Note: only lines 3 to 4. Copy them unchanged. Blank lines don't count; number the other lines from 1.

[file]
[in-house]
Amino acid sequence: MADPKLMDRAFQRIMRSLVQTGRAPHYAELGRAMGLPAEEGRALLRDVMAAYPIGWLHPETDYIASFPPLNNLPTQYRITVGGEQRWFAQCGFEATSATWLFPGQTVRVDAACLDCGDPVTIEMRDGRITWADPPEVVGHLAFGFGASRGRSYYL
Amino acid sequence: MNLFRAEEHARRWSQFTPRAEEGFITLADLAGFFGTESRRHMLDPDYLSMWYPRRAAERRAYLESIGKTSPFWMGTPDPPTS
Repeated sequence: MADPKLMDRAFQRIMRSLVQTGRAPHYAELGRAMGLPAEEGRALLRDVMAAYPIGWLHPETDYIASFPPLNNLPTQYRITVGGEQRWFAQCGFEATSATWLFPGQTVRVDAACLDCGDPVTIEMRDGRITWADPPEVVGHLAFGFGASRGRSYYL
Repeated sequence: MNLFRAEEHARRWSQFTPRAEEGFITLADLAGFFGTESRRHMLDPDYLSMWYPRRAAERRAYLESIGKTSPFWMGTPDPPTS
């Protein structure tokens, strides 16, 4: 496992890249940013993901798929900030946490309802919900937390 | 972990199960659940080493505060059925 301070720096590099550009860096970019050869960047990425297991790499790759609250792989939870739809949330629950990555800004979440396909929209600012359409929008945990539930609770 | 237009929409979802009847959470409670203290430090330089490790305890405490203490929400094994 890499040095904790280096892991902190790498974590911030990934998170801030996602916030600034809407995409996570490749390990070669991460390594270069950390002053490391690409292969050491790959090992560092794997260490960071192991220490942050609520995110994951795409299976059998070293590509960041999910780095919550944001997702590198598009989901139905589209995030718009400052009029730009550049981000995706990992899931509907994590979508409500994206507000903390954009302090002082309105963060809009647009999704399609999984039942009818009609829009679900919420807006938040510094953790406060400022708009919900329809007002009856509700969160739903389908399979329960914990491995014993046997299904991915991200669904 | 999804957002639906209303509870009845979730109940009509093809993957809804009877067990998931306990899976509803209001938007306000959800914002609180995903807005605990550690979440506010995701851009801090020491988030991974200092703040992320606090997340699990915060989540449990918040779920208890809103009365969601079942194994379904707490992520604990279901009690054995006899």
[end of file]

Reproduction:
Amino acid sequence: MNLFRAEEHARRWSQFTPRAEEGFITLADLAGFFGTESRRHMLDPDYLSMWYPRRAAERRAYLESIGKTSPFWMGTPDPPTS
Repeated sequence: MADPKLMDRAFQRIMRSLVQTGRAPHYAELGRAMGLPAEEGRALLRDVMAAYPIGWLHPETDYIASFPPLNNLPTQYRITVGGEQRWFAQCGFEATSATWLFPGQTVRVDAACLDCGDPVTIEMRDGRITWADPPEVVGHLAFGFGASRGRSYYL